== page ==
5. Is there one tip you received when you were learning the game that still sticks with you today?
DT:
With how competitive the PGA TOUR is these days, you have to be really precise and part of that is knowing the distance of your clubs. A lot of amateurs will pull the cart up next to the marker that's supposed to be 150 yards to the center of the green and they know, if the flag is in the front, they'll hit an 8-iron, if it's in the back they'll hit a 6-iron and if it's in the center they'll hit a 7-iron. So they really don't know how far they hit their clubs. I think it's very important to know how far your clubs go - not how far you think they go, but how far they actually go. One thing I learned early on was don't think you hit it further than you do. It really doesn't matter. What matters is that you hit the right club.

6. How important is hydration and nutrition during the round and what do you typically eat or drink when you play?
DT: The most important thing for me is to feel good - both mentally and physically - and you want to feel as good when you finish as you did when you teed off. It's so hard to fight the mental and physical ups-and-downs during a round of golf but it's easier to control how your body feels than it is to control the mental part, so I focus on that. You'll probably do different things on different days, depending on the weather, how much you sweat, what you ate the night before, etc. The key is to feel good, whether that means drinking a lot of water, or a nutritional drink, or eating between holes. I just want to feel the same throughout the round - I never want to be over or under hydrated and never want to feel too hungry or too full.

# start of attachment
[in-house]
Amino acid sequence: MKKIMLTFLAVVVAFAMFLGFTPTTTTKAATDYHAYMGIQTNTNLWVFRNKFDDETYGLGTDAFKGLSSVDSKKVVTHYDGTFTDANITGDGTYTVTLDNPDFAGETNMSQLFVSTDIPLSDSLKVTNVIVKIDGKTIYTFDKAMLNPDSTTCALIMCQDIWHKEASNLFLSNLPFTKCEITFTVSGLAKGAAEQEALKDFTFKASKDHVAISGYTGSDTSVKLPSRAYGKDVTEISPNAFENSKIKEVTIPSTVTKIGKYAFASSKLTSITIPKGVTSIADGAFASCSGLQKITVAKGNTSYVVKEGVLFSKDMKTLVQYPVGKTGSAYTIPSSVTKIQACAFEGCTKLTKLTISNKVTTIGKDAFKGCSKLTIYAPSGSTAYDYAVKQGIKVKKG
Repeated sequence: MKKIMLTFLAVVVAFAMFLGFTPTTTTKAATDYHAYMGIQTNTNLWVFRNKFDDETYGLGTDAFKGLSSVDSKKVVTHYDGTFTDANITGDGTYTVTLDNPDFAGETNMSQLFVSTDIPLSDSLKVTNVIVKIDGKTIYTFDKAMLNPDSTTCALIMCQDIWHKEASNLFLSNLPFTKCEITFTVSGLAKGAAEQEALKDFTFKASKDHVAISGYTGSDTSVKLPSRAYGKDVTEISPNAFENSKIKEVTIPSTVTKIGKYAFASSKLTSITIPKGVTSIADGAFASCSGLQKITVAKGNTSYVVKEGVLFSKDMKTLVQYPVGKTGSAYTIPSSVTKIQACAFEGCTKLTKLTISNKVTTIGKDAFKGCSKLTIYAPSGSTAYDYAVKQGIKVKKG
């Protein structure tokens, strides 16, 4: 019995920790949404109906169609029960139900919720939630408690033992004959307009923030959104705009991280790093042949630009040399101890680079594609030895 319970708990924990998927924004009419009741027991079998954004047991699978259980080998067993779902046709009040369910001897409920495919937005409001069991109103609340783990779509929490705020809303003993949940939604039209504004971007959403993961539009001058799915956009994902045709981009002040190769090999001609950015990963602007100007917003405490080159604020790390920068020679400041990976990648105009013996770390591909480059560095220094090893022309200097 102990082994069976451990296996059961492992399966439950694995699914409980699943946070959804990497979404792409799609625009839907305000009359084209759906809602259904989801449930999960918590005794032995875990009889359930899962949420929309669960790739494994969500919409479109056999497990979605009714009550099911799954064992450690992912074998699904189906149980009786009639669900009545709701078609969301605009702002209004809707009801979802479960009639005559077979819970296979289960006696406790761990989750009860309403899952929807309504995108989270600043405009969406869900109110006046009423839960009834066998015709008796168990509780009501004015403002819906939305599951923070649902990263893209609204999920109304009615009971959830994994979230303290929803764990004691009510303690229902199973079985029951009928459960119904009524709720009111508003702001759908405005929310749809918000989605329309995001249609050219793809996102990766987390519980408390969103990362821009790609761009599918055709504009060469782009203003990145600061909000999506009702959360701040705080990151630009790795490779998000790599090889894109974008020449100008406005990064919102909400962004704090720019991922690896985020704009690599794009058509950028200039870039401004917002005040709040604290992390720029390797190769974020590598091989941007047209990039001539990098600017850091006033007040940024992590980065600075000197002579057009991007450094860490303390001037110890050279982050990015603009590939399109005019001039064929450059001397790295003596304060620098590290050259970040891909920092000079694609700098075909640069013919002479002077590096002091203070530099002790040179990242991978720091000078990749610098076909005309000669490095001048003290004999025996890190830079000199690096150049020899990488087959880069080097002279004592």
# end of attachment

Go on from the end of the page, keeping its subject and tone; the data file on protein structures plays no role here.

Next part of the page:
7. Is there a typical workout routine you go through before a round?
DT: I really focus on stretching as many parts of my body as I can so I don't get up on the first tee and pull something and have to walk back into the clubhouse. That happens quite often because our bodies weren't made to twist and turn like they do when we're playing golf. There's no real rhyme or reason to what I do, I just try to stretch as much as I can so I'm limber when I get to the first tee.

8. How important is working out to staying competitive on the PGA TOUR?
DT: I think it's becoming more important, more so than it ever was before. I still think it's more about feeling good - about yourself and your golf game - and being prepared, whatever that takes. Some guys feel like they need to lift weights to get stronger, some guys focus more on flexibility. I think it's more about creating speed through the golf shot, to where you're in control of your direction and distance. So I think it's important to focus on a combination of both strength and flexibility.

9. With the length and the grind of the golf season, how do you stay motivated about what you do everyday?
DT: It's all about pacing yourself, knowing what your limitations are, what your breaking point is, and when you need to step away from it. I think that's important in all careers. You need to be excited about what you do, whether it's a big meeting or presentation about your product or a big round of golf. It's all about being prepared, being ready to be there, and wanting to be there. Certainly if you don't want to be there, you might as well go do something else.